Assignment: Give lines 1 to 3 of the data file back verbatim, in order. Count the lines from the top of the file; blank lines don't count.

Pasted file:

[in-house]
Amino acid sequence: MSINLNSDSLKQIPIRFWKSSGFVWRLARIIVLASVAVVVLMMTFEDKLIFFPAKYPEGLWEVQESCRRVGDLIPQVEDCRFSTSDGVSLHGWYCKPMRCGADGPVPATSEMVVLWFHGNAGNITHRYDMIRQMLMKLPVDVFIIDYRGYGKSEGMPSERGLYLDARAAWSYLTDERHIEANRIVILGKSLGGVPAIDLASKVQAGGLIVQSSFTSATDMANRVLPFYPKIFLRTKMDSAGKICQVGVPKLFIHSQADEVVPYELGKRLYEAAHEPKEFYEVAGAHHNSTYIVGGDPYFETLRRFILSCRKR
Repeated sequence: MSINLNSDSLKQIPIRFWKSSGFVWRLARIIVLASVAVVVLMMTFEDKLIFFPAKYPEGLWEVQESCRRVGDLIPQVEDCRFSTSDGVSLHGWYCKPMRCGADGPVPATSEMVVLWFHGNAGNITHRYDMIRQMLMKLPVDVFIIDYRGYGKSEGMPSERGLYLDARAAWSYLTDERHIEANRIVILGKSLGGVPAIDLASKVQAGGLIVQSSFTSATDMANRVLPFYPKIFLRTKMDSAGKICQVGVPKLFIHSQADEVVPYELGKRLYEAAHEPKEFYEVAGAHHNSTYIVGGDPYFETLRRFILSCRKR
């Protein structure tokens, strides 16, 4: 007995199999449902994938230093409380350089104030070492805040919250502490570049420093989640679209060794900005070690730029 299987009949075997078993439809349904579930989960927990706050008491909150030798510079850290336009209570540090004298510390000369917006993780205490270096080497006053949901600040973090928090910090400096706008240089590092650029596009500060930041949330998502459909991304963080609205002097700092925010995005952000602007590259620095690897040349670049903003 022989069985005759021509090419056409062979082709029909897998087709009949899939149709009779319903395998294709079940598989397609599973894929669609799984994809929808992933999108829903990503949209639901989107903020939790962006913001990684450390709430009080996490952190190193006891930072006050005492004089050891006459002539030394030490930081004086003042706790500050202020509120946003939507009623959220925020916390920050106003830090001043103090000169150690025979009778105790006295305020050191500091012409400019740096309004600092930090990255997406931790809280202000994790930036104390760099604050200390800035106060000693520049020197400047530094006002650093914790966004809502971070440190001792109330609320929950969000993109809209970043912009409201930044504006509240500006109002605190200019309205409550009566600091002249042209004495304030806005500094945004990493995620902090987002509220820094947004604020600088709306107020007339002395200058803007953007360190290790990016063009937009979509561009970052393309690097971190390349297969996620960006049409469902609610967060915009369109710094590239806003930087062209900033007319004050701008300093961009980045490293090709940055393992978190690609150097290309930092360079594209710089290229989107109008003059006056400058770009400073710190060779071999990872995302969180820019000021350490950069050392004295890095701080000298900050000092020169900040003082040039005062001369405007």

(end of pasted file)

[in-house]
Amino acid sequence: MSINLNSDSLKQIPIRFWKSSGFVWRLARIIVLASVAVVVLMMTFEDKLIFFPAKYPEGLWEVQESCRRVGDLIPQVEDCRFSTSDGVSLHGWYCKPMRCGADGPVPATSEMVVLWFHGNAGNITHRYDMIRQMLMKLPVDVFIIDYRGYGKSEGMPSERGLYLDARAAWSYLTDERHIEANRIVILGKSLGGVPAIDLASKVQAGGLIVQSSFTSATDMANRVLPFYPKIFLRTKMDSAGKICQVGVPKLFIHSQADEVVPYELGKRLYEAAHEPKEFYEVAGAHHNSTYIVGGDPYFETLRRFILSCRKR
Repeated sequence: MSINLNSDSLKQIPIRFWKSSGFVWRLARIIVLASVAVVVLMMTFEDKLIFFPAKYPEGLWEVQESCRRVGDLIPQVEDCRFSTSDGVSLHGWYCKPMRCGADGPVPATSEMVVLWFHGNAGNITHRYDMIRQMLMKLPVDVFIIDYRGYGKSEGMPSERGLYLDARAAWSYLTDERHIEANRIVILGKSLGGVPAIDLASKVQAGGLIVQSSFTSATDMANRVLPFYPKIFLRTKMDSAGKICQVGVPKLFIHSQADEVVPYELGKRLYEAAHEPKEFYEVAGAHHNSTYIVGGDPYFETLRRFILSCRKR